Adult actors are compensated on a stipend basis. Youth actors are not compensated, but gain valuable stage experience performing in a professional production alongside adult “working” actors.
Sometimes, but not always. After you sing (if the production is a musical) you may be given a copy of a scene from the play that you will be asked to read from. This is called a “cold reading.”
If you look at a piece of sheet music, you will see that the notes are on a series of 5 horizontal lines. You will also see vertical lines that separate those lines into a series of groups of notes. Each one of those vertical sections is a "bar" of music. You can choose any 16 bars for an audition, so try to pick the 16 bars that show off your voice the best. Notate on the sheet music where the pianist should start and stop. If you are still having trouble, ask someone you know who can read music to show you on the music what it is, and to help you pick 16 bars that will work for you.
When you arrive you will be given an audition form to fill out. If you have a resume we will attach it to the form. If you do not have a resume you will need to fill out the space on the audition form that asks you to list any theatrical experience. A picture is not required, but if you have a school picture, photo of yourself or a headshot, please bring it with you. It is a great way for the people who are casting the show to remember what you look like.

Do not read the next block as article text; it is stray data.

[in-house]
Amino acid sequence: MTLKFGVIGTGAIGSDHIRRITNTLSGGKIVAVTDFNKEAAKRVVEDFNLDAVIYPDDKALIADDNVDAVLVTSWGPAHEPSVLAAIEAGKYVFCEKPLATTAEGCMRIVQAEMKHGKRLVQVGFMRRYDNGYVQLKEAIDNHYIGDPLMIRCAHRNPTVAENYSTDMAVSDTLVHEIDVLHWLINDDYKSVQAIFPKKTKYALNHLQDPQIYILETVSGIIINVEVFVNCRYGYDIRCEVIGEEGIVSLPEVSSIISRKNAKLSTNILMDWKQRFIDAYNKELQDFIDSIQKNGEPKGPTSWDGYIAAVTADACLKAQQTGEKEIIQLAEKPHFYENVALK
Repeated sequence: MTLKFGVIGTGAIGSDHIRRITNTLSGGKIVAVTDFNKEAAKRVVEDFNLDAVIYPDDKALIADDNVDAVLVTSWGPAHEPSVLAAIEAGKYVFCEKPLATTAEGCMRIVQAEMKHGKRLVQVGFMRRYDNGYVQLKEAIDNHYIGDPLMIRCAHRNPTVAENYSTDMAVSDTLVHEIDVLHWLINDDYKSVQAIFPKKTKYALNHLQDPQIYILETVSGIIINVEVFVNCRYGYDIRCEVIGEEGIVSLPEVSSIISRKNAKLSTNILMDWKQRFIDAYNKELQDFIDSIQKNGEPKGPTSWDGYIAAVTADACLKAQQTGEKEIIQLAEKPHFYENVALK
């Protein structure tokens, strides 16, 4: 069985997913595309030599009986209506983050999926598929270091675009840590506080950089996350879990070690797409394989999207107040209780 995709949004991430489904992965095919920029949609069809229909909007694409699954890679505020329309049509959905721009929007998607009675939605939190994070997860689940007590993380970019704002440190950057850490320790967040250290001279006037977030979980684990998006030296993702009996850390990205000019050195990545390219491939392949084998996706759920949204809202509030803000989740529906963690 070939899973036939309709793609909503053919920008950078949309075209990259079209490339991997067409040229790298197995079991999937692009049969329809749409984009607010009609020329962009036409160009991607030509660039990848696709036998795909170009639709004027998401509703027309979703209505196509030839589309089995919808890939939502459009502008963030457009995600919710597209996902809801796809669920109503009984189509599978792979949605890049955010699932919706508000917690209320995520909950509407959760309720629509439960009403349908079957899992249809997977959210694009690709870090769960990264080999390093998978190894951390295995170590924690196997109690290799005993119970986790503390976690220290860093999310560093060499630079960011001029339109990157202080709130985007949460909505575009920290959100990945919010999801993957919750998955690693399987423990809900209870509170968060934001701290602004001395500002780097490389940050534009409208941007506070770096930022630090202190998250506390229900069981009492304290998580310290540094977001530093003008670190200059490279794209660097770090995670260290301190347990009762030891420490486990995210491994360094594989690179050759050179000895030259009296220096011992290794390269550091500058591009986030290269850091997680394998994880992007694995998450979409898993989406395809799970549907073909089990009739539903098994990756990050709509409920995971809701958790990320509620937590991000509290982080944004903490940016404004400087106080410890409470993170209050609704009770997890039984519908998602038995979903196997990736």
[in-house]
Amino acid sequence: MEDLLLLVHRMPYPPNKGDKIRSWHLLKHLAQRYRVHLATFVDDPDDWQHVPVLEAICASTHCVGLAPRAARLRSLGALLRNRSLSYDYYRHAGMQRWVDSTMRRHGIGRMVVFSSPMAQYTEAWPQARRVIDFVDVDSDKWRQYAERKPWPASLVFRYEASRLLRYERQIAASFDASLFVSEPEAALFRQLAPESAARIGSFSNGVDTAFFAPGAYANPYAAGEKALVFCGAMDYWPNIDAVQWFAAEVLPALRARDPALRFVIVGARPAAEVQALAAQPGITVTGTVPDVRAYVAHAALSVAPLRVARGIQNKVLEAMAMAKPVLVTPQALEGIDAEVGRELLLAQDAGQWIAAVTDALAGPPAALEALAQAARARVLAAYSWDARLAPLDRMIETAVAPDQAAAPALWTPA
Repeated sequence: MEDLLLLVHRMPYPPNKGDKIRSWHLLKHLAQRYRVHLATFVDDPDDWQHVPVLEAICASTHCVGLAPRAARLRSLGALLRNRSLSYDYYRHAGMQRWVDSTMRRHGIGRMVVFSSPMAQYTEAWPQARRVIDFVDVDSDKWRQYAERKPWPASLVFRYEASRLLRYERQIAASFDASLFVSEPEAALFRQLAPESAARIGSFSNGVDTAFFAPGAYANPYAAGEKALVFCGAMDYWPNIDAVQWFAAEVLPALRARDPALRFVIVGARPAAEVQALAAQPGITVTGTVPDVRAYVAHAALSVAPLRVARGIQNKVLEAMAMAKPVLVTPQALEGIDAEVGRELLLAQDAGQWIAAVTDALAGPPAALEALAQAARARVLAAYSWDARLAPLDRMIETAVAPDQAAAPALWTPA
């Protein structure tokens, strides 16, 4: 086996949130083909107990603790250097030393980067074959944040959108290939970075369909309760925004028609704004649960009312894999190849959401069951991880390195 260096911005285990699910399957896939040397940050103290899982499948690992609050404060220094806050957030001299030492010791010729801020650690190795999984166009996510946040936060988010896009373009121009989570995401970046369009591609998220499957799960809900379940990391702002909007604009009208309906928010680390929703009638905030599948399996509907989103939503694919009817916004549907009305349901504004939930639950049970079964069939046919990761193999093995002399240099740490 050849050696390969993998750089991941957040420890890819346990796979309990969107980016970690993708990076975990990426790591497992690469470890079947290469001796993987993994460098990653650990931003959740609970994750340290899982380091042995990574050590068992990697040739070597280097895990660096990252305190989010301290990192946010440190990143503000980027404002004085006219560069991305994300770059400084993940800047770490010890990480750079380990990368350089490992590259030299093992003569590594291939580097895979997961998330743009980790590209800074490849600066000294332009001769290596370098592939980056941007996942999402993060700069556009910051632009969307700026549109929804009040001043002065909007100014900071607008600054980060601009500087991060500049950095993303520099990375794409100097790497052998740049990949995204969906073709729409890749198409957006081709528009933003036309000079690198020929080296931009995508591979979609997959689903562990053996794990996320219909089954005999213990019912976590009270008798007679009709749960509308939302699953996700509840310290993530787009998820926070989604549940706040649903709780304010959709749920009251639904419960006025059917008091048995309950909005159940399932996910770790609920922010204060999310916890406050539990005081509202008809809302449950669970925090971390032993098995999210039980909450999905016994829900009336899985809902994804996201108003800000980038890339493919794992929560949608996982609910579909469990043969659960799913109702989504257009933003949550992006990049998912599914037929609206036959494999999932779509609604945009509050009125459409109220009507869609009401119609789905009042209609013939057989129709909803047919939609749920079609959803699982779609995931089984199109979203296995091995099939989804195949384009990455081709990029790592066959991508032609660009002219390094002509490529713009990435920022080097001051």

No. Parents are welcome to accompany you before and after the audition. There will be a place for them to wait while you are in your audition.
You may arrange a video submission.
An audition is much like a job interview, except in this interview you might be asked to dance or sing! You should try to look professional and bring an extra set of more comfortable clothes and shoes if you know there will be a choreography portion of the audition.
Sometimes, yes. If asked to do a cold reading, you may be asked to read with other people for the scene.
The "callback" is a second (sometimes third, fourth or fifth) audition where the selection process becomes more specific. At a callback you will be asked to read additional scenes from the show, prepare music from the score, and learn additional dance combinations. The callback is also an opportunity for the director to see and hear different combinations of actors.
Not being called back doesn’t always mean that you aren’t being cast in the show. Sometimes a callback is needed for a director to look at the way specific groups of people fit together.
A calendar with all the possible rehearsal dates and all performances is located on the back of the Audition Form. When you audition we ask that you mark any date that you can't rehearse and turn it back in with your form. We are often able to work around the availability of the actors we cast. Sometimes the availability of an actor is the final deciding factor in casting. Always be honest about your availability.
If you are cast in the show you will receive a email no later than two weeks after the audition.